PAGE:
The definition of pointer arithmetic from the C++ Standard, [expr.add], paragraph 7 [ISO/IEC 14882-2014], states the following:
For addition or subtraction, if the expressions
Qhave type “pointer to cv
Tis different from the cv-unqualified array element type, the behavior is undefined. [Note: In particular, a pointer to a base class cannot be used for pointer arithmetic when the array contains objects of a derived class type. —end note]
Pointer arithmetic does not account for polymorphic object sizes, and attempting to perform pointer arithmetic on a polymorphic object value results in undefined behavior.
The C++ Standard, [expr.sub], paragraph 1 [ISO/IEC 14882-2014], defines array subscripting as being identical to pointer arithmetic. Specifically, it states the following:
E1[E2]is identical (by definition) to
Do not use pointer arithmetic, including array subscripting, on polymorphic objects.
The following code examples assume the following static variables and class definitions.
Noncompliant Code Example (Pointer Arithmetic)
In this noncompliant code example,
f() accepts an array of
S objects as its first parameter. However,
main() passes an array of
T objects as the first argument to
f(), which results in undefined behavior due to the pointer arithmetic used within the
Noncompliant Code Example (Array Subscripting)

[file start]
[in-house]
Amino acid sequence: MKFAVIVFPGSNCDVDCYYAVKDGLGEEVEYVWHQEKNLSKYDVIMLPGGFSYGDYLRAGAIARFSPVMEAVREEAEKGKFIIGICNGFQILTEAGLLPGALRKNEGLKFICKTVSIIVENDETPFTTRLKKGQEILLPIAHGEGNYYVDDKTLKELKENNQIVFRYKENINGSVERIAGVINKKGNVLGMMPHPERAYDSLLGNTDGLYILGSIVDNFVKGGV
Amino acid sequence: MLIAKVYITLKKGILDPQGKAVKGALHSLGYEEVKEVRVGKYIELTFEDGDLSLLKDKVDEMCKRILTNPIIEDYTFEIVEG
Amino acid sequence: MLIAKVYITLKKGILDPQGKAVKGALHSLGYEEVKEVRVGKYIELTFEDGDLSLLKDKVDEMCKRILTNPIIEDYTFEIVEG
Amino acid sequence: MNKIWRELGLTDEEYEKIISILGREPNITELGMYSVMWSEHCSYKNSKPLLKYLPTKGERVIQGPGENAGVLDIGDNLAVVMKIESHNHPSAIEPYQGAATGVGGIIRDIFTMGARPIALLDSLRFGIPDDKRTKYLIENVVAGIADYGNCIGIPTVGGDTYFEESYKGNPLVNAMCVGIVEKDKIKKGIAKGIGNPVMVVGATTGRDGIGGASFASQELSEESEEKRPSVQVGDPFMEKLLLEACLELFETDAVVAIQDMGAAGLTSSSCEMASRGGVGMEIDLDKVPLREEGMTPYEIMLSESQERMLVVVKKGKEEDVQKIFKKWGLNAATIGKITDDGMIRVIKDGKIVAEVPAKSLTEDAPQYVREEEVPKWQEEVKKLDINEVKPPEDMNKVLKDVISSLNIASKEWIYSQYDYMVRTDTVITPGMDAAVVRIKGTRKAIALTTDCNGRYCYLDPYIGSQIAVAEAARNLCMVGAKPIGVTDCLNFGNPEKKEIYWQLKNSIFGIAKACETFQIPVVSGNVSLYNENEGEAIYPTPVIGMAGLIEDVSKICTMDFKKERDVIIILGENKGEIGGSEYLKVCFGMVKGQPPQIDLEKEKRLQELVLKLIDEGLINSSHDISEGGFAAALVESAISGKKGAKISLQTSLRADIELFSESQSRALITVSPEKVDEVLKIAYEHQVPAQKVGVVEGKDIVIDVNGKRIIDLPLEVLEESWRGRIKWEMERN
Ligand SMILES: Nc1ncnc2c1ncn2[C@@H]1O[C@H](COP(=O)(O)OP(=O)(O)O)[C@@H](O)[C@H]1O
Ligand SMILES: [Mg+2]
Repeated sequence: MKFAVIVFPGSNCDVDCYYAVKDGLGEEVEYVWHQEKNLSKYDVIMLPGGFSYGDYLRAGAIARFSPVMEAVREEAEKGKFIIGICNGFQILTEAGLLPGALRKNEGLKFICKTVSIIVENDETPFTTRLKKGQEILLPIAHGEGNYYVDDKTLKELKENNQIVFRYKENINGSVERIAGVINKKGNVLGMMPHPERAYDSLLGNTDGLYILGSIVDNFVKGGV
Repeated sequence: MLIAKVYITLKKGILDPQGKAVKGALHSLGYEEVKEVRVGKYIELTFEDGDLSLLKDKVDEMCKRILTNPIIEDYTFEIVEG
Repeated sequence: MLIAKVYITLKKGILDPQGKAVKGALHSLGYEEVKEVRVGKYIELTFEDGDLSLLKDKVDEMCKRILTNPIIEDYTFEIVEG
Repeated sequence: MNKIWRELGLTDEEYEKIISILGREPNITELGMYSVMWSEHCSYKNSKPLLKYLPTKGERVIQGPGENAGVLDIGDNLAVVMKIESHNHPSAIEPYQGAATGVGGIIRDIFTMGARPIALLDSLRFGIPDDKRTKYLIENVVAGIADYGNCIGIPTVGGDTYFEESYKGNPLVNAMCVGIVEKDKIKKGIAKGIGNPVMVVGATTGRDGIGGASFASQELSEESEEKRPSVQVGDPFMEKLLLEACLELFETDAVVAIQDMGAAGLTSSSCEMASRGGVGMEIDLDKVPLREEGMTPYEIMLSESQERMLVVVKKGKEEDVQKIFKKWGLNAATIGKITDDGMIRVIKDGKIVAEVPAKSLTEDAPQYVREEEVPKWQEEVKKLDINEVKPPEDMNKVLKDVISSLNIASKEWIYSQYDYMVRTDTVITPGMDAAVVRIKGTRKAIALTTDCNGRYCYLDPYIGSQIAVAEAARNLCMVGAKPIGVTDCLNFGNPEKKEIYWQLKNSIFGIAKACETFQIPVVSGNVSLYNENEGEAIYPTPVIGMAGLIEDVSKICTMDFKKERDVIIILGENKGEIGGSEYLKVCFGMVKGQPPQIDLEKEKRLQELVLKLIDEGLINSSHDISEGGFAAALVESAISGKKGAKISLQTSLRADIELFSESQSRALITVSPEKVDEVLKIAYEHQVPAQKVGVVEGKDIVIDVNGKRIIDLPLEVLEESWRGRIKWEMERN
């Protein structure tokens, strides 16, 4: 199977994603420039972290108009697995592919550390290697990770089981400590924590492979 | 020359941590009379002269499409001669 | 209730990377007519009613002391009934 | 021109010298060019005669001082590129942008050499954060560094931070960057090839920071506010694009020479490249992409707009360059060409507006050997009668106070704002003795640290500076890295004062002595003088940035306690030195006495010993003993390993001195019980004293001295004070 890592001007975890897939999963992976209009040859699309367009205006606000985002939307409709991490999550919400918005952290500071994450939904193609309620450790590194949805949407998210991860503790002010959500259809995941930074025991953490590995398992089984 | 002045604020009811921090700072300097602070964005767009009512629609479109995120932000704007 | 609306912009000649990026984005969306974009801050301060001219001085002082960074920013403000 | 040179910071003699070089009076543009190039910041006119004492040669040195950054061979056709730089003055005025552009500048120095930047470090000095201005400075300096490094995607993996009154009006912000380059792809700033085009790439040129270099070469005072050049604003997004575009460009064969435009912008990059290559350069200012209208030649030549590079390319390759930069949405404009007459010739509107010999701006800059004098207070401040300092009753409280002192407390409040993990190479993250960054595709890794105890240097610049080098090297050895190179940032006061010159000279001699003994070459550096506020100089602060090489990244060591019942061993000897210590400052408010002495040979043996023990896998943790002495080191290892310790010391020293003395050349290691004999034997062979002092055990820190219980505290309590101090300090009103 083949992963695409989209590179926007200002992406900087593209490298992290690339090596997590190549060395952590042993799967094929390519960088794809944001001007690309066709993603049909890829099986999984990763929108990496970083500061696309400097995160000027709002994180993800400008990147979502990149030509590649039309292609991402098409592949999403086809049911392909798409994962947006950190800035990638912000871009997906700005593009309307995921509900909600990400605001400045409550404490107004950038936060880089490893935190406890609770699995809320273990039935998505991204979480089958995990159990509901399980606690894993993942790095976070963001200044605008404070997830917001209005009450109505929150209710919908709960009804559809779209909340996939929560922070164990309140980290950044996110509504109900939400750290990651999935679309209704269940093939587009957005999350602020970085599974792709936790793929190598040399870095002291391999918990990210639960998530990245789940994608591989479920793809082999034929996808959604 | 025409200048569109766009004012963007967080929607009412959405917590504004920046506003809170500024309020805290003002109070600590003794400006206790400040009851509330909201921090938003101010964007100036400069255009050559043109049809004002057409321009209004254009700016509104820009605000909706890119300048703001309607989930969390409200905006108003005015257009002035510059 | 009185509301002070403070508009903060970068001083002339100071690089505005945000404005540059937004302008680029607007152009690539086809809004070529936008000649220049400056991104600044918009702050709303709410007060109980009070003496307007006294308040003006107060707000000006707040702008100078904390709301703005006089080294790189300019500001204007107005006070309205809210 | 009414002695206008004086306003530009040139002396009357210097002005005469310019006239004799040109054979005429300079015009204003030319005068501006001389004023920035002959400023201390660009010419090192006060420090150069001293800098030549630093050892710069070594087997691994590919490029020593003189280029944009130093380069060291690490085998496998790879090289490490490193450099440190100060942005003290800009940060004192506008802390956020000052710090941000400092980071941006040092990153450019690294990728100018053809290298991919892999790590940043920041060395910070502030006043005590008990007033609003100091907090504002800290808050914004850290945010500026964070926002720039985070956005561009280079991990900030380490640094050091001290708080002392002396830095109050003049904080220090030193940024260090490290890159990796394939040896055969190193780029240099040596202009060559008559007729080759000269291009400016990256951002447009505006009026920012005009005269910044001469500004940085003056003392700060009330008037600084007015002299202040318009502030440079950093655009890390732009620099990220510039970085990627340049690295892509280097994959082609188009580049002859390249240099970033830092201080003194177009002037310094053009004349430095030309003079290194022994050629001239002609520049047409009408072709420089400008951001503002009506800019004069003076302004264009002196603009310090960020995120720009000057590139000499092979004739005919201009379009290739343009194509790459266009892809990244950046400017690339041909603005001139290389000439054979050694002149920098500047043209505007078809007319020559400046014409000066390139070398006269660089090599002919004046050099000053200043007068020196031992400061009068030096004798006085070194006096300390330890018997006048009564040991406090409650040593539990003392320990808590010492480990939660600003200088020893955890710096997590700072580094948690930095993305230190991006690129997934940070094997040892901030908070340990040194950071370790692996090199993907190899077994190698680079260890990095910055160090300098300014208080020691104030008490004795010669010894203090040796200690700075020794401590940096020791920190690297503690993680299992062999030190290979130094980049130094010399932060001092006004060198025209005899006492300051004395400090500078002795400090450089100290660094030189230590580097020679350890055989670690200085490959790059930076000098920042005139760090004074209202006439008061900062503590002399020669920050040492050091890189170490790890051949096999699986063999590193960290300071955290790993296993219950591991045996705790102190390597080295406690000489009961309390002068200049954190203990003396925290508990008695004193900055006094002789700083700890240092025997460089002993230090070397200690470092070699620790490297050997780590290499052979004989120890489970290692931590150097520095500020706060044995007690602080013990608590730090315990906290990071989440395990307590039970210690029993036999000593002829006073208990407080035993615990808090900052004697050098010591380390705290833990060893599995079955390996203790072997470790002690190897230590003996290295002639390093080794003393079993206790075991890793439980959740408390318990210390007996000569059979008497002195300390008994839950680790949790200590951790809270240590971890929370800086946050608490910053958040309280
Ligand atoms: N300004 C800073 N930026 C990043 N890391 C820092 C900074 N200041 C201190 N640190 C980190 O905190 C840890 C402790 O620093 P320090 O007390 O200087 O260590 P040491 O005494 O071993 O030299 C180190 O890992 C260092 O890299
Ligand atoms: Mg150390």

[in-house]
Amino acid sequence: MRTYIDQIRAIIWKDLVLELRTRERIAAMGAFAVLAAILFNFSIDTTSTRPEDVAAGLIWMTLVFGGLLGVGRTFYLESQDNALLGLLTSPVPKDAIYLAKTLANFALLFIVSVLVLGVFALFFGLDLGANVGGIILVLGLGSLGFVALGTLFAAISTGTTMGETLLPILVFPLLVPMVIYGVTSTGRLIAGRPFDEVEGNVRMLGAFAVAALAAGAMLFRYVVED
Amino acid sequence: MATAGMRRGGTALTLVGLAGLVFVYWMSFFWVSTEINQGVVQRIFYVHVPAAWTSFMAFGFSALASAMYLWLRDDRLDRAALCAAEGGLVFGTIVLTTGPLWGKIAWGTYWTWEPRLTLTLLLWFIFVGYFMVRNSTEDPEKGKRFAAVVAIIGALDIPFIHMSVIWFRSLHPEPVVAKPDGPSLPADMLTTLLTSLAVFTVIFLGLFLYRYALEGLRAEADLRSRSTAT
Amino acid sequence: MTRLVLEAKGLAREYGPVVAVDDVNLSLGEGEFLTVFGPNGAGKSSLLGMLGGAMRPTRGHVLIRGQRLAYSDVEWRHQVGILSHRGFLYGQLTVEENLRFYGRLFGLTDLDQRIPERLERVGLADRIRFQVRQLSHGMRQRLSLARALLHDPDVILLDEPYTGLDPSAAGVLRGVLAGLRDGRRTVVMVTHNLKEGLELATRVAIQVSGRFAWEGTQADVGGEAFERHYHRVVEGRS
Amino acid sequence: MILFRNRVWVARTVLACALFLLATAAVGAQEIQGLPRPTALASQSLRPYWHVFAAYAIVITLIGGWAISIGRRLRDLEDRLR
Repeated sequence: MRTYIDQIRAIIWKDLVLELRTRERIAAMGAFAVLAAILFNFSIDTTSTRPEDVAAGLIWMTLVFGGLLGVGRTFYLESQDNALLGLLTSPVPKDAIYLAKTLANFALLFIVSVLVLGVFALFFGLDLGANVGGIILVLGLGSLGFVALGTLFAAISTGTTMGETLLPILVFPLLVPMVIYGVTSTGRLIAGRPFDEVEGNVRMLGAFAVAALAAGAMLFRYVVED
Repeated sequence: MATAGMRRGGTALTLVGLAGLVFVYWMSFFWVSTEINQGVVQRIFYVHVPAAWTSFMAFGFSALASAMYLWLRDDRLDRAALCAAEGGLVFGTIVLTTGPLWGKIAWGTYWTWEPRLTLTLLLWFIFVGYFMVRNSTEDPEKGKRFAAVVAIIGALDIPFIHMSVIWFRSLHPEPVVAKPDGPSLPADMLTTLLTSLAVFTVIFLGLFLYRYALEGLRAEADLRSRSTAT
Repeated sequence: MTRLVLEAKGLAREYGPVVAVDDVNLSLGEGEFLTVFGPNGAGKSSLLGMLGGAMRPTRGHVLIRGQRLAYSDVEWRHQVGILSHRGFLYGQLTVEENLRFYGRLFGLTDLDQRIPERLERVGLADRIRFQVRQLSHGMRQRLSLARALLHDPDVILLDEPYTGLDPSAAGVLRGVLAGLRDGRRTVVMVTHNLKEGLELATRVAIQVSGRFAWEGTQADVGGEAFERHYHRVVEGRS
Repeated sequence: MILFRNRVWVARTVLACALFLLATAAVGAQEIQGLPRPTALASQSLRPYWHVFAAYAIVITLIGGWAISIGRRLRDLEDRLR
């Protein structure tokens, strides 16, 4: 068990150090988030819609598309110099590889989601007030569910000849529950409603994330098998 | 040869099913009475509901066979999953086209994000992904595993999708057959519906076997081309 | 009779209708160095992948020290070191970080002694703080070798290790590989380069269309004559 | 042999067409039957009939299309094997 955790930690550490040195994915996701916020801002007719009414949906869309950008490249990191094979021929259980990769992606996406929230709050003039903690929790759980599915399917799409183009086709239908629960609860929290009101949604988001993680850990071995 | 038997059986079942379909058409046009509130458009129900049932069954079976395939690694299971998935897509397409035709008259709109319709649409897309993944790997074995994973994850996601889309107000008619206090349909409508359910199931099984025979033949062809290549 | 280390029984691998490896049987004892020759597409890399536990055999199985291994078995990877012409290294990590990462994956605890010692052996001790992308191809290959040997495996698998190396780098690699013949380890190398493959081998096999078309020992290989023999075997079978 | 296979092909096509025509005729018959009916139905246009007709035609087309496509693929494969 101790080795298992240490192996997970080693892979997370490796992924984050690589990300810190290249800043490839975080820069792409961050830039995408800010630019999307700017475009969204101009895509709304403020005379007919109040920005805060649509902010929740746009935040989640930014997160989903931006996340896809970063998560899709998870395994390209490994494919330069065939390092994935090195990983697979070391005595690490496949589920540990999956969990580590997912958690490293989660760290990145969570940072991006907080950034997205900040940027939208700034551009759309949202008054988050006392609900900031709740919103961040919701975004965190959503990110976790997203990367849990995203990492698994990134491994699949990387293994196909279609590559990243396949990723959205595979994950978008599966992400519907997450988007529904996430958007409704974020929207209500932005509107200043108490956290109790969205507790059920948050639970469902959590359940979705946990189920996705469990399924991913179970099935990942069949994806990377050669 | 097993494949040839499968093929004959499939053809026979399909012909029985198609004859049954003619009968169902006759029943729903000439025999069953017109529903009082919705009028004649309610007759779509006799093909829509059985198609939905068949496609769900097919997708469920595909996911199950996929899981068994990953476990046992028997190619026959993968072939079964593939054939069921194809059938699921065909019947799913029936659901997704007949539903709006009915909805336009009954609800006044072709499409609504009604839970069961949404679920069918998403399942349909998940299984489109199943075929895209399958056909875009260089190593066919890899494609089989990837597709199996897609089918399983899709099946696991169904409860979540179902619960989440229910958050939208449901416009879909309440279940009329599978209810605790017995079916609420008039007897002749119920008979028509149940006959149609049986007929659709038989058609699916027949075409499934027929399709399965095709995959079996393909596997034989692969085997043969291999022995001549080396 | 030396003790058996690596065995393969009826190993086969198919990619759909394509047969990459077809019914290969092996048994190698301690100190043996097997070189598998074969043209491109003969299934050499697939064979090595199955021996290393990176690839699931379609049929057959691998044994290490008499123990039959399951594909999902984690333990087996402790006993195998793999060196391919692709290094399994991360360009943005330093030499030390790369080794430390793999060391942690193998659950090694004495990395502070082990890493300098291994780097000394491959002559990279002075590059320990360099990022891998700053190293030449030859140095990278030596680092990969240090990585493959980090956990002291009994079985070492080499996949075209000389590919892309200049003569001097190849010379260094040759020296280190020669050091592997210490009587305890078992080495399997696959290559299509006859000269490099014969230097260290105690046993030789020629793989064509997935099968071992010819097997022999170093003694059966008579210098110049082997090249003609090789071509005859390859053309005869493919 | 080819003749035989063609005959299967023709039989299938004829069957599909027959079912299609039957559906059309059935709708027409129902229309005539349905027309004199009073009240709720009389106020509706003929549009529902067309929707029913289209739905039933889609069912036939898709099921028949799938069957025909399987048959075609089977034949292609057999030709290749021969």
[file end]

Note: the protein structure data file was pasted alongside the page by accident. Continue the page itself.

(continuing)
In this noncompliant code example, the
for loop uses array subscripting. Since array subscripts are computed using pointer arithmetic, this code also results in undefined behavior.
Compliant Solution (Array)
Instead of having an array of objects, an array of pointers solves the problem of the objects being of different sizes, as in this compliant solution.
The elements in the arrays are no longer polymorphic objects (instead, they are pointers to polymorphic objects), and so there is no undefined behavior with the pointer arithmetic.
Compliant Solution (
Another approach is to use a standard template library (STL) container instead of an array and have
f() accept iterators as parameters, as in this compliant solution. However, because STL containers require homogeneous elements, pointers are still required within the container.
Using arrays polymorphically can result in memory corruption, which could lead to an attacker being able to execute arbitrary code.
|LDRA tool suite|
Subclause 5.7, "Additive Operators"
|[Lockheed Martin 2005]||AV Rule 96, "Arrays shall not be treated polymorphically"|
|[Meyers 1996]||Item 3, "Never Treat Arrays Polymorphically"|
|[Stroustrup 2006]||"What's Wrong with Arrays?"|
|[Sutter 2004]||Item 100, "Don't Treat Arrays Polymorphically"|